U.S. Treasury yields were little changed Monday as investors mulled the Federal Reserve’s next interest rate decision and considered the outlook for the broader economy.
As of 4:13 a.m. ET, the yield on the benchmark 10-year Treasury was almost flat and was last trading at around 3.4804%. The 2-year Treasury yield was down by just over one basis point to 4.1701%.
Yields and prices move in opposite directions. One basis point is equivalent to 0.01%.
Investors weighed future monetary policy decisions as uncertainty over whether the Fed would hike interest rates by 25 or 50 basis points at its next meeting on Jan. 31 and Feb. 1 continued.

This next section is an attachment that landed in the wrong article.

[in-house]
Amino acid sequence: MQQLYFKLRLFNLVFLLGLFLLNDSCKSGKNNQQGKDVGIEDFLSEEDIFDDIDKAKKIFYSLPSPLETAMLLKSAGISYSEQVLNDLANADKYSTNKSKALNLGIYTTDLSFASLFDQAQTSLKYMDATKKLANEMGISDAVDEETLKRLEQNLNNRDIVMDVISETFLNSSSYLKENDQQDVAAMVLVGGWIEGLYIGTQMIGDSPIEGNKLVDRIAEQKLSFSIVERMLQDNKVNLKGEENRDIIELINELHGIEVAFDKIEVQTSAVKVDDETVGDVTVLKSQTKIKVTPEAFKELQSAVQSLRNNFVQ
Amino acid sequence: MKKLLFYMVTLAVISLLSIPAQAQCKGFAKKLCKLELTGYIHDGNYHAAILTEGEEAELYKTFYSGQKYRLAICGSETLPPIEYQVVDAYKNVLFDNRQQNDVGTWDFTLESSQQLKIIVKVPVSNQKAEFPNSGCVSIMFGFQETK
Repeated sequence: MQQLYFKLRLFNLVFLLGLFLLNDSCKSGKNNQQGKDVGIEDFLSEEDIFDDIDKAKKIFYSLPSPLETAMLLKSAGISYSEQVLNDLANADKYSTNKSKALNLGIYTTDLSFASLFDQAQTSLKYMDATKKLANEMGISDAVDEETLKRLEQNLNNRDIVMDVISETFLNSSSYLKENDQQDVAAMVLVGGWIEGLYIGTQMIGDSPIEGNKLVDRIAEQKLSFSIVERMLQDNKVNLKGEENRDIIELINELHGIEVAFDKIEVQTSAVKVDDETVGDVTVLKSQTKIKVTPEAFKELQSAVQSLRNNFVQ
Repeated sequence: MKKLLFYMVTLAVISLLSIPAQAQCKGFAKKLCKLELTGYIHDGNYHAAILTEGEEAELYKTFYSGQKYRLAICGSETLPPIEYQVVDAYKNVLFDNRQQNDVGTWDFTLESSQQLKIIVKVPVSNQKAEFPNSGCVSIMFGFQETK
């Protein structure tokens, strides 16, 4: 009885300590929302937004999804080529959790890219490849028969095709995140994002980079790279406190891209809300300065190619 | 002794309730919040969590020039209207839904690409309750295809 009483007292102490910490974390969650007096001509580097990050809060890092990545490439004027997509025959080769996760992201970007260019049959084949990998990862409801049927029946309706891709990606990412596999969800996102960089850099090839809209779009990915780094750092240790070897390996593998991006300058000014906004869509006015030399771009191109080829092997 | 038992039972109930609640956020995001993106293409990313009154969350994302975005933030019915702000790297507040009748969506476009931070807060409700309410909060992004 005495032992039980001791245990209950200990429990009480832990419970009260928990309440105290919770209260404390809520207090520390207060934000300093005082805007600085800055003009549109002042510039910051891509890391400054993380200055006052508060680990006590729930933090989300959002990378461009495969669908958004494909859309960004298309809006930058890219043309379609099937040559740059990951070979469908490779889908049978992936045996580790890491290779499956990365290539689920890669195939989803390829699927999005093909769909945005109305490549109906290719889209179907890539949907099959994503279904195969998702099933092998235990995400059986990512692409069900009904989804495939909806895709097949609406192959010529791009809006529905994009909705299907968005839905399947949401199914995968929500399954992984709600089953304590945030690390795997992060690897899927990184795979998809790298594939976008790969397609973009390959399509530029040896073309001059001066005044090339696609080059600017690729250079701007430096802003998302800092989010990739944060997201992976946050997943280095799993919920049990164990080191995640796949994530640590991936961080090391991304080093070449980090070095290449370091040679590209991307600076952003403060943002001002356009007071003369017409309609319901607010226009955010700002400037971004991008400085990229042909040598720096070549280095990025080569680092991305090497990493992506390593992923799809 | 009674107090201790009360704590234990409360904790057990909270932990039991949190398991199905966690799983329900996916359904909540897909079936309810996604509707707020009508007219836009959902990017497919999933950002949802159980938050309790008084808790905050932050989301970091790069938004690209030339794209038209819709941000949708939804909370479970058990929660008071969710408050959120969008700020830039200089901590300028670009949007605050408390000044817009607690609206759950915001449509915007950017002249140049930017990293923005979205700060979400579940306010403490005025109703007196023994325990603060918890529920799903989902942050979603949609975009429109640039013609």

In recent weeks Fed speakers have hinted that they would consider slowing rate increases to 25 basis points. Some, including Fed Governor Christopher Waller, have said outright that they would favor a smaller increase.
It comes as both wholesale and consumer inflation figures for December declined on a monthly basis.
Many investors are hoping for the central bank to slow, or completely pause, rate hikes this year. The pace of rate increases announced by the Fed in its battle against high inflation has sparked concerns about a possible recession.
No key economic data is expected on Monday. As the week continues, investors will be following S&P Global’s purchasing managers’ index report on Tuesday, as well as GDP figures on Thursday and the personal consumption expenditure price index on Friday.
The latter is one of the Fed’s favored inflation gauges and could therefore inform the central bank’s next policy moves.